Re: What’s your practice regime like?

TomB-R, that’s an interesting distinction. And I agree that spending all your time within your comfort zone doesn’t lend itself to making real progress.

But I don’t think of a "teach yourself" approach as necessarily less structured or less focused. It comes down to each person’s level of self-discipline and drive, and that varies a lot from one person to the next, and also at different stages of one person’s life.

I’ve been playing fiddle for nearly 50 years, but I still learn something new on it almost every day. Every new tune has something to teach, and a big part of what I love about this music is that even tunes I’ve played for decades can become new and fresh—and challenging again—if you approach them with curiosity and a sense of exploration. The same applies to fiddle itself, there’s no end to learning.

When I was first starting out on fiddle, I learned in leaps and bounds (and long plateaus), but it was mostly technique and tunes-as-melodies. I was learning the same stuff every other fiddler has to learn. Nowadays I learn in smaller increments, but it’s more about my personal approach to the music. I enjoyed those early years of learning the basics, but the insights and inspirations I stumble on today are even more enriching and rewarding.

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Re: What’s your practice regime like?

I certainly hope that no one takes my comments as attacks. They are not. I know and play with many people who only "knock out tunes" and call it practice. It is not and it shows. I can’t think of any human endeavor where real success is achieved through a seat of the pants approach. I doubt Jordan, Beckham, Yo-Yo Ma, Ali, every single American Idol (as frivolous as that is) … the list is endless, got to the top with careful attention to the foundation of their respective skill set. To be sure there are ways to develop those skills along with tunes as has been mentioned but you don’t find a reliable, consistent 3 point, "nothin’ but net" shot from the corner by playing pickup games at the playground. Here’s an example: let’s say you find a tricky passage that turns out to be an ascending scale by thirds over an A chord. It’s a whole lot easier when (a) you recognize it’s an A chord and (b) you can pull an ascending scale out of your toolkit without even thinking. Both can be developed separately. Over the years I’ve played with many who had to re-invent the wheel every time they found a twisty bit. This is not to say that the twisty passages shouldn’t or can’t be developed as you find them, but to point out that that independently developed skills save a lot of effort. Heck I played with a very good guitar player who when faced with playing a song he learned in A in B flat had to ask what the chords were. I also have a brother-in-law who retired as a globally respected pediatric neurosurgeon, maybe even the first in that specialty. You can bet he didn’t get there by knocking’ out a few shunts from time to time!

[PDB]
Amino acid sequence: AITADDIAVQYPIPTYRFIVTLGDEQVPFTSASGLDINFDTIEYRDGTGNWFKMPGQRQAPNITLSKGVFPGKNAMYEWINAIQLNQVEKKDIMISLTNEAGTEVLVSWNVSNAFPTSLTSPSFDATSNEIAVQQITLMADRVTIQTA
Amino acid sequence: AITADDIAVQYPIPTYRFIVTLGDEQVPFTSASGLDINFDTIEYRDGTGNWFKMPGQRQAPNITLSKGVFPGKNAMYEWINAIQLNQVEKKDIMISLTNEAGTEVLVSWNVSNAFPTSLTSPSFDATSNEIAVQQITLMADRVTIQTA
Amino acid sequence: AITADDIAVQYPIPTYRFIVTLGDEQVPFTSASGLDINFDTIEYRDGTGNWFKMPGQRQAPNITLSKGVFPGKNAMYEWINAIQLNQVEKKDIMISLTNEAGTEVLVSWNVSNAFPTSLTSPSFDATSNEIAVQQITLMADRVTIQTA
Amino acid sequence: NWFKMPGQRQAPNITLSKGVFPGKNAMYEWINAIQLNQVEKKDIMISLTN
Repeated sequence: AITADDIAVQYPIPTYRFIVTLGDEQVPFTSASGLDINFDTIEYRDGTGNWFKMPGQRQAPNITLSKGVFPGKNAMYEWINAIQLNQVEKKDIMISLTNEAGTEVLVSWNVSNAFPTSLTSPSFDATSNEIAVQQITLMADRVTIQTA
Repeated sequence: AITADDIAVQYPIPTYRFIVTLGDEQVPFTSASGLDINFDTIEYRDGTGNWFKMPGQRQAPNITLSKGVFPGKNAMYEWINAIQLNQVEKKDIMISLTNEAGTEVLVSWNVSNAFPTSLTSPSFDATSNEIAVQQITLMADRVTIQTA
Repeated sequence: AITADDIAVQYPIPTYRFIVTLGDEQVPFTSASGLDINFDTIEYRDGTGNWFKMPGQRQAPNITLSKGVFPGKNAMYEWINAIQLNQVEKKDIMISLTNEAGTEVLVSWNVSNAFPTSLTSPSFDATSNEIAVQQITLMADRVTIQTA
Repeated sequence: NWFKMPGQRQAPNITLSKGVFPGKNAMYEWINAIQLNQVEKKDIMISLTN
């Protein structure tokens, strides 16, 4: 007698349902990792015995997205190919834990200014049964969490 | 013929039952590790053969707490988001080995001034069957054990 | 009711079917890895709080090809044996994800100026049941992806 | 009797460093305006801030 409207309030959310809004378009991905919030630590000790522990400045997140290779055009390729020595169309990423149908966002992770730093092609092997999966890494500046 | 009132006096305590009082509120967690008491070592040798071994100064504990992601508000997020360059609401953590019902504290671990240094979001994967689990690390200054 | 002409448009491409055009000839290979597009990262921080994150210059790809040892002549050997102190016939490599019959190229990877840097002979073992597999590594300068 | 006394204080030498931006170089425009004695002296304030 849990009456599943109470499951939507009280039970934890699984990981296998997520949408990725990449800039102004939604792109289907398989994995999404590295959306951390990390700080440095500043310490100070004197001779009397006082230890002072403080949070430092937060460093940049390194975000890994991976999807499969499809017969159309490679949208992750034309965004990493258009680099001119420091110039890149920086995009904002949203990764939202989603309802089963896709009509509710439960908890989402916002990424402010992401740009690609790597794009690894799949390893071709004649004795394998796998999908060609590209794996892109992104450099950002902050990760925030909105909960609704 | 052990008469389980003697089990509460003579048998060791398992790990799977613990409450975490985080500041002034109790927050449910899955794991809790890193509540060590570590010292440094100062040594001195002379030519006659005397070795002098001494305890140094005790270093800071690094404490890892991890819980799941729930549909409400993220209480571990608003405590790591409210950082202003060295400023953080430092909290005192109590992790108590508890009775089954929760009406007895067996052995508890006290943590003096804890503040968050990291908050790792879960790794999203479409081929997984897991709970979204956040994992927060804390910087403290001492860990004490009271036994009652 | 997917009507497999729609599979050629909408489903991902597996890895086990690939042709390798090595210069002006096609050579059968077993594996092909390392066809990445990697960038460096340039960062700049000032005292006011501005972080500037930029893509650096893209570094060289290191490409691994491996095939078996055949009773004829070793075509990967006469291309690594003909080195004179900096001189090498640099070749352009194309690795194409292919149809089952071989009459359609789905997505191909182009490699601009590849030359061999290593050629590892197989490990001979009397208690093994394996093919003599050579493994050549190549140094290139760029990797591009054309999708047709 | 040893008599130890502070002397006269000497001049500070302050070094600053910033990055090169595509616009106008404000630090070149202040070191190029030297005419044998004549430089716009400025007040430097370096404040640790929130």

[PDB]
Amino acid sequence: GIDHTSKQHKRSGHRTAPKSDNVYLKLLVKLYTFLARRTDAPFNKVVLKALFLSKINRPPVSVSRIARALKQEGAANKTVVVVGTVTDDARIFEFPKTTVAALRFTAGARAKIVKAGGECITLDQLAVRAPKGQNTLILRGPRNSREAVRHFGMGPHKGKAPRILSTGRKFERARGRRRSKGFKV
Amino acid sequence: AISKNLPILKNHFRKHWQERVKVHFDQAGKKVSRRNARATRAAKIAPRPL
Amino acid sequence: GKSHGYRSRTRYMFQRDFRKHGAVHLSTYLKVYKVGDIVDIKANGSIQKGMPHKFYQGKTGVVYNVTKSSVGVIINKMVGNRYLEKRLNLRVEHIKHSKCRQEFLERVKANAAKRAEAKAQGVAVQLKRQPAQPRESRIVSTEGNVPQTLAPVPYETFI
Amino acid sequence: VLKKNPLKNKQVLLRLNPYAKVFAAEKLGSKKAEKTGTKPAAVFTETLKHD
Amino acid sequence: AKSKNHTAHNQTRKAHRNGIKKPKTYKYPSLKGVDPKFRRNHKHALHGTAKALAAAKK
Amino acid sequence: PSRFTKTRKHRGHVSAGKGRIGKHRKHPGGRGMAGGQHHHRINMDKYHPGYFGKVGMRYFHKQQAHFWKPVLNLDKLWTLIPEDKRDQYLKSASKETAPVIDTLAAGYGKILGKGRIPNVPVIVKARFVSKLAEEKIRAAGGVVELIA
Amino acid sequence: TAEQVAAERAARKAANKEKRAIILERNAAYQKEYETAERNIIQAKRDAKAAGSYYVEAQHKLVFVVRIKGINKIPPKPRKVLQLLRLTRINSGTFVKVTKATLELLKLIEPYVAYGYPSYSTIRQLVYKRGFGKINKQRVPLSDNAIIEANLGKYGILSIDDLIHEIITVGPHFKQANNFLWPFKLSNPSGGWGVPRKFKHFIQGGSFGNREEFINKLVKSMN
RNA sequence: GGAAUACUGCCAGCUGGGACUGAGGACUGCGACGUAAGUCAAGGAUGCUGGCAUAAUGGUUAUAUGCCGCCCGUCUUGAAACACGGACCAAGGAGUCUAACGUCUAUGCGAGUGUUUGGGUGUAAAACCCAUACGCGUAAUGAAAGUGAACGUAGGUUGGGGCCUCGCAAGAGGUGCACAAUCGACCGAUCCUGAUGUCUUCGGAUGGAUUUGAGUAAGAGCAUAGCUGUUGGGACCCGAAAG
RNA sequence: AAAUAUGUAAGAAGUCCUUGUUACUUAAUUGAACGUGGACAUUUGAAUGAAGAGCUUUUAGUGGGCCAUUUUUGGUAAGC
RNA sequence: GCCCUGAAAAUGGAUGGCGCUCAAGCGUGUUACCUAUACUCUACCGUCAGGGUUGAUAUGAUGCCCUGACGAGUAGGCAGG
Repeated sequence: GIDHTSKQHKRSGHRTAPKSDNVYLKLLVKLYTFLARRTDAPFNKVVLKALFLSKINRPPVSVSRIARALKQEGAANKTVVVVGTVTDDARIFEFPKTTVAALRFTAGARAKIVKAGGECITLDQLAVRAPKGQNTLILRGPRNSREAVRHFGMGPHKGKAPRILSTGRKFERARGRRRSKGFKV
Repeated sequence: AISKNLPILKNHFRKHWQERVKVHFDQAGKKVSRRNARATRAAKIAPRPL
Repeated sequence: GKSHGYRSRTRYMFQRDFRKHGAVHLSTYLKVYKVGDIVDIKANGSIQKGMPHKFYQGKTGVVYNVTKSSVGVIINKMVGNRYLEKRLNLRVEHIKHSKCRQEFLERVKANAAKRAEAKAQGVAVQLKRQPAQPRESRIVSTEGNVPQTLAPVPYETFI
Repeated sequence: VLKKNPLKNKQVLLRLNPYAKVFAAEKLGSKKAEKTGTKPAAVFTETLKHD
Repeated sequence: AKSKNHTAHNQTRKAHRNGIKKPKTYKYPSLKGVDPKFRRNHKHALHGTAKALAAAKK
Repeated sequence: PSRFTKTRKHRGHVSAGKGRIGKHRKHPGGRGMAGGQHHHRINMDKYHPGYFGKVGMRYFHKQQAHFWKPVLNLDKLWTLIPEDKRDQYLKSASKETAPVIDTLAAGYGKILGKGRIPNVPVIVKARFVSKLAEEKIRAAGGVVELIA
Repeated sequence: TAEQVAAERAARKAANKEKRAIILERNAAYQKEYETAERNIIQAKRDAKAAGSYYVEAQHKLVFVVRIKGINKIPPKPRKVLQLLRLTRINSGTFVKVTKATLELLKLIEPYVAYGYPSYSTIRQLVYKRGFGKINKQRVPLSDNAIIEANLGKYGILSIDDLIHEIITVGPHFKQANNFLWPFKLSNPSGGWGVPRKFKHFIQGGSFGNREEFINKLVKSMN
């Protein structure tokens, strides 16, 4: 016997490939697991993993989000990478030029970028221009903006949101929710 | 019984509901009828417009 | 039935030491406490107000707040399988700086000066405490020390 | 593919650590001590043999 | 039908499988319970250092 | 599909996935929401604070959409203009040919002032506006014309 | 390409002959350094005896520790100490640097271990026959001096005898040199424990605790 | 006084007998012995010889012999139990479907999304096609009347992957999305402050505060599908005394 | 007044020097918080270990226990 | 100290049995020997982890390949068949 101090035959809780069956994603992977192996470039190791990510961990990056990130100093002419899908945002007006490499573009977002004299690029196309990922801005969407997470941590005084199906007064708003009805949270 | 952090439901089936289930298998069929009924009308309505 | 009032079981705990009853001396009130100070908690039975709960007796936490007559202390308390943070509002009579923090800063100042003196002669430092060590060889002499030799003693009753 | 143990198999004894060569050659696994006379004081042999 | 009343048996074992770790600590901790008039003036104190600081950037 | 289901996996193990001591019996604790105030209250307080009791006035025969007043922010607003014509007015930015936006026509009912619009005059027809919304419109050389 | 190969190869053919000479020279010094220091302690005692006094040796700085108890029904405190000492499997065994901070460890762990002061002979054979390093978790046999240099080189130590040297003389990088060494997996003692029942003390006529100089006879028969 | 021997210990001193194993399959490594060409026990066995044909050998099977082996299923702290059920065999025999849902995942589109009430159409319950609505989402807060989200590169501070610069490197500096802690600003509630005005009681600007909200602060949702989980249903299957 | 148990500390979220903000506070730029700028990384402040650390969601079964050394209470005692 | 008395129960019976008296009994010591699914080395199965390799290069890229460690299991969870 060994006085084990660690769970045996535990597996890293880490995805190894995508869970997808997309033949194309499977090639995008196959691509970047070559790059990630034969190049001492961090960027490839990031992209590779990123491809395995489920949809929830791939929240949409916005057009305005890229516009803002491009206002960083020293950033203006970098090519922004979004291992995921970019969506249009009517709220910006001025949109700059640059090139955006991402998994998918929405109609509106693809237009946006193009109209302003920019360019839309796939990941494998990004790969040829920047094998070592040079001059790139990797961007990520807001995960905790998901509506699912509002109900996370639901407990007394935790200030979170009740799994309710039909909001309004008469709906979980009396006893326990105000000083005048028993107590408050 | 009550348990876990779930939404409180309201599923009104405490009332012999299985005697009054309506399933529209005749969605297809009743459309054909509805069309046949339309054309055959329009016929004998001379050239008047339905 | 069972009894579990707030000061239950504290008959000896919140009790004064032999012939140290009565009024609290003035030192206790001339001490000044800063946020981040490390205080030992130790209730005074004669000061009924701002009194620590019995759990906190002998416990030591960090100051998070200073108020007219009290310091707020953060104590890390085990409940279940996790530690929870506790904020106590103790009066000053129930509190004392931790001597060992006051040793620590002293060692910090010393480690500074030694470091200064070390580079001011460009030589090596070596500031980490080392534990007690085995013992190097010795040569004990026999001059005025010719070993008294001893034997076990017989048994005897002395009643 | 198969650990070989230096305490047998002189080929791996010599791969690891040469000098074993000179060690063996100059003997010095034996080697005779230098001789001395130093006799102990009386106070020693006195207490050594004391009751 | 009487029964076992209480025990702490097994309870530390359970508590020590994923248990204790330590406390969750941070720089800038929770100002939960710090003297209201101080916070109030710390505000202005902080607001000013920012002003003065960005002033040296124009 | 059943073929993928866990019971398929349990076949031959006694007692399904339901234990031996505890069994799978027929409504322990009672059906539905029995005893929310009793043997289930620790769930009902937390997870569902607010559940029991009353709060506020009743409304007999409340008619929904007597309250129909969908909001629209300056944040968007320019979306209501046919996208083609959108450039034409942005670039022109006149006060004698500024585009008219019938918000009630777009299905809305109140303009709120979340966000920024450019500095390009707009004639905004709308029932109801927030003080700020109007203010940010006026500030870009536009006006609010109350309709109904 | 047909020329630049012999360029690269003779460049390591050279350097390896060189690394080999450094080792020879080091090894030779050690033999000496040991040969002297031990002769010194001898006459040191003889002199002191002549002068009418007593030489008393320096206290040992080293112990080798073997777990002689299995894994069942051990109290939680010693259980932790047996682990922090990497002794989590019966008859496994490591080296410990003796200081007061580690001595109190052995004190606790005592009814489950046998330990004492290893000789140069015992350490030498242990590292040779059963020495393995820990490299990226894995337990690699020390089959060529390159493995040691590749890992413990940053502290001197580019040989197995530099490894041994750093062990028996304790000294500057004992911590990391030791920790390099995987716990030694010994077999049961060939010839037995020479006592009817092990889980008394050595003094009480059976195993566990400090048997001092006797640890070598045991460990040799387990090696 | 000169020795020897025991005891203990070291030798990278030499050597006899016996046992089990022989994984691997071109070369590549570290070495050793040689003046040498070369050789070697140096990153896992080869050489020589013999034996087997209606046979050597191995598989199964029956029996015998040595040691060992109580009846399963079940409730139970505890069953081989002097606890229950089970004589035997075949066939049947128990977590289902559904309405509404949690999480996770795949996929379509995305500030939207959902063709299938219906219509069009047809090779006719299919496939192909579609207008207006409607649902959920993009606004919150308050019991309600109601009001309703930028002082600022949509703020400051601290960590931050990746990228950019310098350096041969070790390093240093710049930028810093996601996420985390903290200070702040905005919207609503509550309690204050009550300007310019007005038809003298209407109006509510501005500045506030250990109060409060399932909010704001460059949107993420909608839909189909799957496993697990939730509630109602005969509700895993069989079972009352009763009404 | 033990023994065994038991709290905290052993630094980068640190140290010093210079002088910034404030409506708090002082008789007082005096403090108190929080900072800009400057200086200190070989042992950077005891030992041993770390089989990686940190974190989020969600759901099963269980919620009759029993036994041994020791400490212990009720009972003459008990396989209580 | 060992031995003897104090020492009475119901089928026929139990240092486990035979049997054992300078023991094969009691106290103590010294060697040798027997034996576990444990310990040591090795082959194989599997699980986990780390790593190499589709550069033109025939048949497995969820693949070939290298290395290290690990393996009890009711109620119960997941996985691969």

I want to clearly state that others have different perspectives on what works and what doesn’t and I fully respect that. I appreciate that there are other paths leading to other destinations. We’ll have a grand time playing together sometime I hope. That said, I do have strong beliefs about the value of independent skill set development, discipline, and focus. It’s about more than music. In my career I was asked to manually ventilate patients in both crisis and controlled situations and do it safely. My skill didn’t come from just "doing it" over and over but from meticulous practice with appropriate measurement until it became automatic and that’s my approach to most things I care about. Anyhow, that’s my story and I’m sticking’ to it!

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I’ve been playing the whistle for more years than I care to admit. I don’t have a regimen but I do try to play everyday. Usually I play along with music on Spotify or CDs or along with the backup tracks from the Online Academy of Irish Music https://www.oaim.ie. I’ve participated in some virtual sessions, mostly the ones that Matt and Shannon host weekly (monthly during the summer). Sometimes I go back and listen to recordings I’ve made in workshops and play the tunes/practice ornamentation (I’ve been very lucky and privileged to have studied with the likes of Joanie Madden, Catherine McEvoy, Mickey Dunne, June McCormack, Shannon Heaton, and others over the years). All that said, it’s sort of a lonely pursuit, and I’d like to start playing with others in the Houston area when we get over this current viral wave.

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Interestingly enough, there *are* top musicians who grew that way without drills in isolated technique. Daniel Barenboim has written about his father’s (his mentor) approach, which was to play music, not exercises and drills. "There are enough scales and arpeggios in Mozart!" he famously said. So Daniel played music, not drills. Closer to home, Martin Hayes says that he learned by playing the tunes, along to records and with his father. The focus was never on technical skills but on how the music felt. And he says he was not a natural fiddler by any stretch.